7.4/10
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The China Syndrome (1979)

A reporter finds what appears to be a cover-up of safety hazards at a nuclear power plant.

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Nominated for 4 Oscars. Another 7 wins & 11 nominations. See more awards »
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Cast

Cast overview, first billed only:
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Peter Donat ...
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Daniel Valdez ...
Stan Bohrman ...
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Michael Alaimo ...
Donald Hotton ...
Khalilah Ali ...
Paul Larson ...
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Storyline

While doing a series of reports on alternative energy sources, an opportunistic reporter Kimberly Wells witnesses an accident at a nuclear power plant. Wells is determined to publicise the incident but soon finds herself entangled in a sinister conspiracy to keep the full impact of the incident a secret. Written by Dave Jenkins <david.jenkins@smallworld.co.uk>

Plot Summary | Plot Synopsis

Taglines:

Today, only a handful of people know what it means... Soon you will know. See more »

Genres:

Drama | Thriller

Certificate:

PG | See all certifications »

Parents Guide:

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Details

Country:

Language:

Release Date:

16 March 1979 (USA)  »

Also Known As:

El síndrome de China  »

Company Credits

Production Co:

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Technical Specs

Runtime:

Sound Mix:

Color:

(Metrocolor)

Aspect Ratio:

1.85 : 1
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Did You Know?

Trivia

The movie's title is based on the theoretical but implausible notion that if a nuclear meltdown were to occur in the United States, the nuclear core would melt all the way through the Earth's core and emerge on the other side of the world. However, China is simply a metaphor for the other side of the world. If such an event could occur it would emerge in the Indian Ocean. See more »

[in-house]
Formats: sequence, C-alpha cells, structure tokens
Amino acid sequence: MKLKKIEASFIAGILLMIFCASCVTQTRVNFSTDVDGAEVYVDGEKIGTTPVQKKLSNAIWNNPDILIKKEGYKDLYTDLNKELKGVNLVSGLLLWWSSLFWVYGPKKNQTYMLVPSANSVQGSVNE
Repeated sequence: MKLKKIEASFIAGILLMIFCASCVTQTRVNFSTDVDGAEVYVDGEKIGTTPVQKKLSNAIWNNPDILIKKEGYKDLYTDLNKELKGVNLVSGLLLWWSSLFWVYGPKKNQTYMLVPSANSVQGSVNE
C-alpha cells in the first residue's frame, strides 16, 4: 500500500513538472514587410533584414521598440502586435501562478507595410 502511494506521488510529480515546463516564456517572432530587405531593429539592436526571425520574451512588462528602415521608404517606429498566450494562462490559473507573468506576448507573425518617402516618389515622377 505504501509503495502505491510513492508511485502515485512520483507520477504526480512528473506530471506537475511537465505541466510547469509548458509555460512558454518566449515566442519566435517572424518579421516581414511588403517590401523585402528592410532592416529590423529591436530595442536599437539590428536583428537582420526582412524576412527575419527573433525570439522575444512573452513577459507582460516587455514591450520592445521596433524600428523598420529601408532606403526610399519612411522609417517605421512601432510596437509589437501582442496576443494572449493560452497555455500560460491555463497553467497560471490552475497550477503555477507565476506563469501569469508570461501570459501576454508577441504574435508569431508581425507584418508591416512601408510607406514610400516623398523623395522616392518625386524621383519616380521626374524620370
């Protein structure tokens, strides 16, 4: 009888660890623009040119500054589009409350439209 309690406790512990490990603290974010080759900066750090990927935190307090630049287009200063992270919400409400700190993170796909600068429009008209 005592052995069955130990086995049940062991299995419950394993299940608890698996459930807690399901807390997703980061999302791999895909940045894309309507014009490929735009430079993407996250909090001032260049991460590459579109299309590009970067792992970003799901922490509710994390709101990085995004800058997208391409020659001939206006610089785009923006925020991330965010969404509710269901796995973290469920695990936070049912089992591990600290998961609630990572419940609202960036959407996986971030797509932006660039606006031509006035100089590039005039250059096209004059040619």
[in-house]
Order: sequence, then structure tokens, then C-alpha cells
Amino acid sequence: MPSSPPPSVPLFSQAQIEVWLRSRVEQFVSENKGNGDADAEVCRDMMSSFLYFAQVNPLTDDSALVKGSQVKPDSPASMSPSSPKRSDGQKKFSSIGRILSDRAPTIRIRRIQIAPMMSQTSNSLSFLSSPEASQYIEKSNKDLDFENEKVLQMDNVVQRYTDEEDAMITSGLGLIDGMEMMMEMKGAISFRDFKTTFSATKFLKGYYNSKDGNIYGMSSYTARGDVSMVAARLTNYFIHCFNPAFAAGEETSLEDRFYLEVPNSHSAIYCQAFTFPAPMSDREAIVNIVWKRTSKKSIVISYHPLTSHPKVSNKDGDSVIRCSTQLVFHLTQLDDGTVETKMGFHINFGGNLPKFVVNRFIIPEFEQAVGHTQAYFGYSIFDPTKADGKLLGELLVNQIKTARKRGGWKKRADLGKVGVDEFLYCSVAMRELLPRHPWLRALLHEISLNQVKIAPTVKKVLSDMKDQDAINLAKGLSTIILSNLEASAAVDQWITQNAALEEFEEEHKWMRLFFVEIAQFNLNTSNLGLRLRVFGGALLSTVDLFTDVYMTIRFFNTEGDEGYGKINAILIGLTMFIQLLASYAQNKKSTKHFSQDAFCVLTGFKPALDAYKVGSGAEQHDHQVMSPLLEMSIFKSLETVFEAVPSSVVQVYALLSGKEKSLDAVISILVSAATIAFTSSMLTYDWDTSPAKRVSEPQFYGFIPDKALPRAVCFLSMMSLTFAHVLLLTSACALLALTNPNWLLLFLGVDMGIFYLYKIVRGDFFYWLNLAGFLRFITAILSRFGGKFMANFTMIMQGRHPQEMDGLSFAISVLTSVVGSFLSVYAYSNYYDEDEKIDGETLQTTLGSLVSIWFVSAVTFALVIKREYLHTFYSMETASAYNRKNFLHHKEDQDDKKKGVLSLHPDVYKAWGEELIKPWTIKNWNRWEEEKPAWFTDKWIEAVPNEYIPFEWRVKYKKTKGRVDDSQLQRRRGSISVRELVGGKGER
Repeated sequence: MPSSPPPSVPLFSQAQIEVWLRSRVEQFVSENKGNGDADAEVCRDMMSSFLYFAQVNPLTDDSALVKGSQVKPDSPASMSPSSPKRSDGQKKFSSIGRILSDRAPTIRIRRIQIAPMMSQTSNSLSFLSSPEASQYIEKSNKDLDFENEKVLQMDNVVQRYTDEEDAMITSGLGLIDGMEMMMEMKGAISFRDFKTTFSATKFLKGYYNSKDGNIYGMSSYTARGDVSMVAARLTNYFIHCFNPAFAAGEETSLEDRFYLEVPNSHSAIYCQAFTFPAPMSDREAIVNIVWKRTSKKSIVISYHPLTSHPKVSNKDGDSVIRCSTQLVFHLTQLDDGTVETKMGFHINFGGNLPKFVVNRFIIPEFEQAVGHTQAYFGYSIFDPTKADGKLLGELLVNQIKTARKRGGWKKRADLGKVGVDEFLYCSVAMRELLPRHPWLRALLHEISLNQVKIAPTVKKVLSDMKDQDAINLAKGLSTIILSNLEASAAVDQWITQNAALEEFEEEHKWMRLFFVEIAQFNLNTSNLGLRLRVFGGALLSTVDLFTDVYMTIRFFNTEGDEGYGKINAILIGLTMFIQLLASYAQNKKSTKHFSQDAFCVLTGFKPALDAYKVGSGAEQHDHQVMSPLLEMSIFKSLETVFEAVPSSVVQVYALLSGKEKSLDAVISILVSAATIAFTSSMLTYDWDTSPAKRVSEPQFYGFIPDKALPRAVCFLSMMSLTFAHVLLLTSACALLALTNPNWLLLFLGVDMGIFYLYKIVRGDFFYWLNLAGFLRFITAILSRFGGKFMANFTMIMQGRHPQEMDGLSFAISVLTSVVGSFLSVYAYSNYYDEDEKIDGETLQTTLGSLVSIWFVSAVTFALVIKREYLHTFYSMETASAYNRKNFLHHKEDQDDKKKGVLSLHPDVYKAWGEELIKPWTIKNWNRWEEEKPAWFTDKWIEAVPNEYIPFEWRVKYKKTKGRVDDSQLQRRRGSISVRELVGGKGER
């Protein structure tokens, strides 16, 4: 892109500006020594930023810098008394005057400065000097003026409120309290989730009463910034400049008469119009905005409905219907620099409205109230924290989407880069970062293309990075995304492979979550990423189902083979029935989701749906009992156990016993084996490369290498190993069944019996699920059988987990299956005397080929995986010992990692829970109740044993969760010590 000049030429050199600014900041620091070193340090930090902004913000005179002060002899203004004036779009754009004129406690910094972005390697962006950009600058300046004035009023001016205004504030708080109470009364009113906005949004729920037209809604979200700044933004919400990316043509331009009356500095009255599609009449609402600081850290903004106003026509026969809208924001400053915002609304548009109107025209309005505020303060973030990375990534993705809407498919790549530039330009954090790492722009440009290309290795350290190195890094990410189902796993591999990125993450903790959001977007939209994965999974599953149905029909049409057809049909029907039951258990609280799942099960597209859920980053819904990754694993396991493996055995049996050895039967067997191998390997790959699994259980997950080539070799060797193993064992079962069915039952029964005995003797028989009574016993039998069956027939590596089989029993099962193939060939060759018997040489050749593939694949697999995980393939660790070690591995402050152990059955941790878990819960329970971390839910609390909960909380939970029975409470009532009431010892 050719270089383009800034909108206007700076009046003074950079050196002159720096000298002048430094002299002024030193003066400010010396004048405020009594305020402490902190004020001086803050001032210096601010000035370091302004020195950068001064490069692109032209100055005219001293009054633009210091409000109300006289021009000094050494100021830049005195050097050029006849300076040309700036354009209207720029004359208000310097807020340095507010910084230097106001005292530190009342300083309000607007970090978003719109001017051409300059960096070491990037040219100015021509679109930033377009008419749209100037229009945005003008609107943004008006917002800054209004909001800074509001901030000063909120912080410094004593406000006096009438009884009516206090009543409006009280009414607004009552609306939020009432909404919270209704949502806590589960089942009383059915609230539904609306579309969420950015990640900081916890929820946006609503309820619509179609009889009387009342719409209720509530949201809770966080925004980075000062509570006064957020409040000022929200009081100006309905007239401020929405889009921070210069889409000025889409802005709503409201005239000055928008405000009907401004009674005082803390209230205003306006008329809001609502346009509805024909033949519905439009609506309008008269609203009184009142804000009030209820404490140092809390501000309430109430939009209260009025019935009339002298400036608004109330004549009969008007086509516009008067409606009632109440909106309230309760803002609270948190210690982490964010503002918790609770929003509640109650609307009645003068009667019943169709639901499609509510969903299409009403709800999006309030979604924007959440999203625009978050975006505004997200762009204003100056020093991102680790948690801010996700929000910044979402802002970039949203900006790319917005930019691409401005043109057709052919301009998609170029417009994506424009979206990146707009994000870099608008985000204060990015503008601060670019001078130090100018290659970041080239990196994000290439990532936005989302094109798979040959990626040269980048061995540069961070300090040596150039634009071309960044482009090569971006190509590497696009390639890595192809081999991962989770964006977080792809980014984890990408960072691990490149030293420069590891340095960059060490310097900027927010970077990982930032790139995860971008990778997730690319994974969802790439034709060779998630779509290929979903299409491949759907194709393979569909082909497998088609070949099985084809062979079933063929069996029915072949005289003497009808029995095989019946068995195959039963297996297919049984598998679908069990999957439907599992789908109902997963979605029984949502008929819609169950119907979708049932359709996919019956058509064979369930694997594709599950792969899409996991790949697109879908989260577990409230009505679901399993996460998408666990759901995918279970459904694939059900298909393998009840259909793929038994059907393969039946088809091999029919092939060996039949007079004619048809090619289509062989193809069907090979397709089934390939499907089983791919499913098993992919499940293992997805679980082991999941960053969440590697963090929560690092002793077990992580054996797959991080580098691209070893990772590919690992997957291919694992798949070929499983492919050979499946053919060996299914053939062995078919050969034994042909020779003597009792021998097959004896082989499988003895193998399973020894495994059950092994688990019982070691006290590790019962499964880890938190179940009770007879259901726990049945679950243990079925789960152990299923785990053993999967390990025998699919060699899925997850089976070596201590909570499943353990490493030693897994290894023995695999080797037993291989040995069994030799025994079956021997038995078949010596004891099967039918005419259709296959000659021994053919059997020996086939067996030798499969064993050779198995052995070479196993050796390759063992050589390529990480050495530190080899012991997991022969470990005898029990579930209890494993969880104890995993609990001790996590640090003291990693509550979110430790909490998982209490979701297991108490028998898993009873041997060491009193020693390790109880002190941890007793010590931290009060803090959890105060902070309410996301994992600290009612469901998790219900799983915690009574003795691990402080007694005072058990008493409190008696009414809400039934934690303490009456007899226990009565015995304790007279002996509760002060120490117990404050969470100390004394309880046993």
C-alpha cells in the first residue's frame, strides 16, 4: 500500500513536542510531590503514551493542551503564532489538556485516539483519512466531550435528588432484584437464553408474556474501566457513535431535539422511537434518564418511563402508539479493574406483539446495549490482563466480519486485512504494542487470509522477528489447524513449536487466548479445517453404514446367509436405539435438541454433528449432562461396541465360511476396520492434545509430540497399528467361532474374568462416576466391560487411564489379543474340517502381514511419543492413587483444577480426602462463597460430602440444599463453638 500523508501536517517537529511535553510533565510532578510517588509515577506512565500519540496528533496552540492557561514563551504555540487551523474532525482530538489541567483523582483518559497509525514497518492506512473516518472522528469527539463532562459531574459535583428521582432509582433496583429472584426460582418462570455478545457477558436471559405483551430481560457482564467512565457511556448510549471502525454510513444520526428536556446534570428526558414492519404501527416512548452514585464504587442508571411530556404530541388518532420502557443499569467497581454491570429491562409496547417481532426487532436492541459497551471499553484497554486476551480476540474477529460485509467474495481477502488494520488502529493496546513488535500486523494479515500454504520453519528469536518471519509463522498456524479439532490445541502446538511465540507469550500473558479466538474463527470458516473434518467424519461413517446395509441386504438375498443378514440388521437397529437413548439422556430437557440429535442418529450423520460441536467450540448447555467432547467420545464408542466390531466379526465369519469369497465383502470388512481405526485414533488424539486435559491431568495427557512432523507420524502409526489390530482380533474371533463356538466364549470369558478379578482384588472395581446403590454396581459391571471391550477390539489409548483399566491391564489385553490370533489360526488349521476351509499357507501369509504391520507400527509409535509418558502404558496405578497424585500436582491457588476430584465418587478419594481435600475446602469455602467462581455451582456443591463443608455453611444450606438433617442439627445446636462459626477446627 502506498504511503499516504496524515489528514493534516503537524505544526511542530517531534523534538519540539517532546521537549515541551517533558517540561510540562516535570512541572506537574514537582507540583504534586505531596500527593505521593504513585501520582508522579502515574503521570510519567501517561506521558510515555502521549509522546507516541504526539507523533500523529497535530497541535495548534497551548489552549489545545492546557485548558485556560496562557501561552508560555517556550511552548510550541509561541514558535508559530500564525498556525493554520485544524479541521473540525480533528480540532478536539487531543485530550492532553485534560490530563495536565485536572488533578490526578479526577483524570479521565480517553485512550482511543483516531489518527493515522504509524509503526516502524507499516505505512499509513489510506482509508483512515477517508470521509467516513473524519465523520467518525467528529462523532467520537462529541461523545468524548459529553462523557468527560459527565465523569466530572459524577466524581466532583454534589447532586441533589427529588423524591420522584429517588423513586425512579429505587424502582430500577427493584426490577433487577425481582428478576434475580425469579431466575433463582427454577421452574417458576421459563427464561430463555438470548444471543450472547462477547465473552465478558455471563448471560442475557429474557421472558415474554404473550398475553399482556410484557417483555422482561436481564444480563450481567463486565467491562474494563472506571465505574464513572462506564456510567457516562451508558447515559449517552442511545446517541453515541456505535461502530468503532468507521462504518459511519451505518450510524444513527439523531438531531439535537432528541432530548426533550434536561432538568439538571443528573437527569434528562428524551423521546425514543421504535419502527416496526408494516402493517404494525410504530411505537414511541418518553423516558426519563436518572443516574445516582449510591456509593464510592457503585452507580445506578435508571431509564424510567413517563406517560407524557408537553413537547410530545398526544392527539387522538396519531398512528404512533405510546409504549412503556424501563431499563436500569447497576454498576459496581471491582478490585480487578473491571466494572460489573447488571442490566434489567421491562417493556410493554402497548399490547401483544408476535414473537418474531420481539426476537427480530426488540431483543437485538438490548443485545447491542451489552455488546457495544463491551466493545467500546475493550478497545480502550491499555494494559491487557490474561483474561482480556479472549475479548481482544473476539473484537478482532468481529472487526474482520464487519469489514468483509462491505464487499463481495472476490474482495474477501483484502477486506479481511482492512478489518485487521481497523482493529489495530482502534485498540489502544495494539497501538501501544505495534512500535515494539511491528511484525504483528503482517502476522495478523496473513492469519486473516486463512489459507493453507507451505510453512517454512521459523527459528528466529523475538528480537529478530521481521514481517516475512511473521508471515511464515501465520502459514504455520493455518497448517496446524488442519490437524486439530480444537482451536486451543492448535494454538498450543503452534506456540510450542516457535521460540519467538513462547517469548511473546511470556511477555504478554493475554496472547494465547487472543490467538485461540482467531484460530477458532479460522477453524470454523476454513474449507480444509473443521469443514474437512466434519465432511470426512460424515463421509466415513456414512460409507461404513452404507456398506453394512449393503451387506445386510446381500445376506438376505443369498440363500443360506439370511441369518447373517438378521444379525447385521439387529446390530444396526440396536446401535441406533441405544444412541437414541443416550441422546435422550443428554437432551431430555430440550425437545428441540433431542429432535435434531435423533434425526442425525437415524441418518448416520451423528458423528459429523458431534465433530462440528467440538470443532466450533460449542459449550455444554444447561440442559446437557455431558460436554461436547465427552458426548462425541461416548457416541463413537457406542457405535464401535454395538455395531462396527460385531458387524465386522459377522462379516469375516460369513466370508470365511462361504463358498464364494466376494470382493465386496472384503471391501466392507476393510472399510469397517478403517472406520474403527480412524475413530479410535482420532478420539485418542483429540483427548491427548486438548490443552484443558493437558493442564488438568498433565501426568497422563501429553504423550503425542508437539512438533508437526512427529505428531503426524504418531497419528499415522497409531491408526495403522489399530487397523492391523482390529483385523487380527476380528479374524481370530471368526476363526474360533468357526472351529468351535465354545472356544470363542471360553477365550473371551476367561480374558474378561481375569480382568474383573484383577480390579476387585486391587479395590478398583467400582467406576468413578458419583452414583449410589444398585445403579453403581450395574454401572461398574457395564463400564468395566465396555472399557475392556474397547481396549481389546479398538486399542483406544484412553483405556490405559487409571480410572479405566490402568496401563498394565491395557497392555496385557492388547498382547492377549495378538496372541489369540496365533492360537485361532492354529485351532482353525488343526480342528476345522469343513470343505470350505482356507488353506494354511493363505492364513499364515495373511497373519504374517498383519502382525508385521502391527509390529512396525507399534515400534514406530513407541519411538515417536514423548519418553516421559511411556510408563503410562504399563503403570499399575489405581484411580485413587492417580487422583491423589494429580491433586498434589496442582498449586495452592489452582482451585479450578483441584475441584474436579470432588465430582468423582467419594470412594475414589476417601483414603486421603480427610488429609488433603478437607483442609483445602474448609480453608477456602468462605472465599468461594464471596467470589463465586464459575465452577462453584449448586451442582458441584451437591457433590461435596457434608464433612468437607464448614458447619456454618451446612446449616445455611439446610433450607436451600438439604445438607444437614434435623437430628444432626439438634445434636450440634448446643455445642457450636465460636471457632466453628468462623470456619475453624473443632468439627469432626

Goofs

When meeting about what to do with the film the next day, a paper leans against Rich's coffee cup, but is gone a moment later. See more »

Quotes

Churchill, Mac: Richard, I want that goddamn film.
Richard Adams: You can kiss my ass!
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Crazy Credits

The end credits run in total silence. See more »


Soundtracks

Somewhere In Between
by Stephen Bishop
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Frequently Asked Questions

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User Reviews

About the media as much as nuclear power
25 November 1998 | by (Newcastle, Australia) – See all my reviews

Centrally focused on the nuclear power industry, James Bridges's film contains a subtext indicting the news media, particularly television. His story leaves no room to doubt that there is a nexus between the moguls of the two industries which influences the way stories are, first, treated and, secondly, presented.

He may exaggerate to make his point, but he makes it so prominent that its place cannot be overlooked in examining the whole of the film.

Bridges also knows Hitchcock's trick of frustrating the audience with the passage of time. When Kimberly's crew is waiting at a public hearing for Jack to arrive with evidence, the performance of the enviro-protesters with their neat clothes, neat black gags and silent protest is as excruciating as nails scraping a blackboard. The audience is more anxious than the characters for an arrival to put an end to it.


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Jack's testimony at the first hearing mdgross50
Does anyone know the actual location of the powerplant? ajtaylor82
Nuclear safety Rammu
Any Other Nukes Seen This Movie? tspencer227
Karl Grossman says NRC knew chances of core meltdown in US within 20yrs mickeyone
HELP !!!!!!!!!!! unfabulous36
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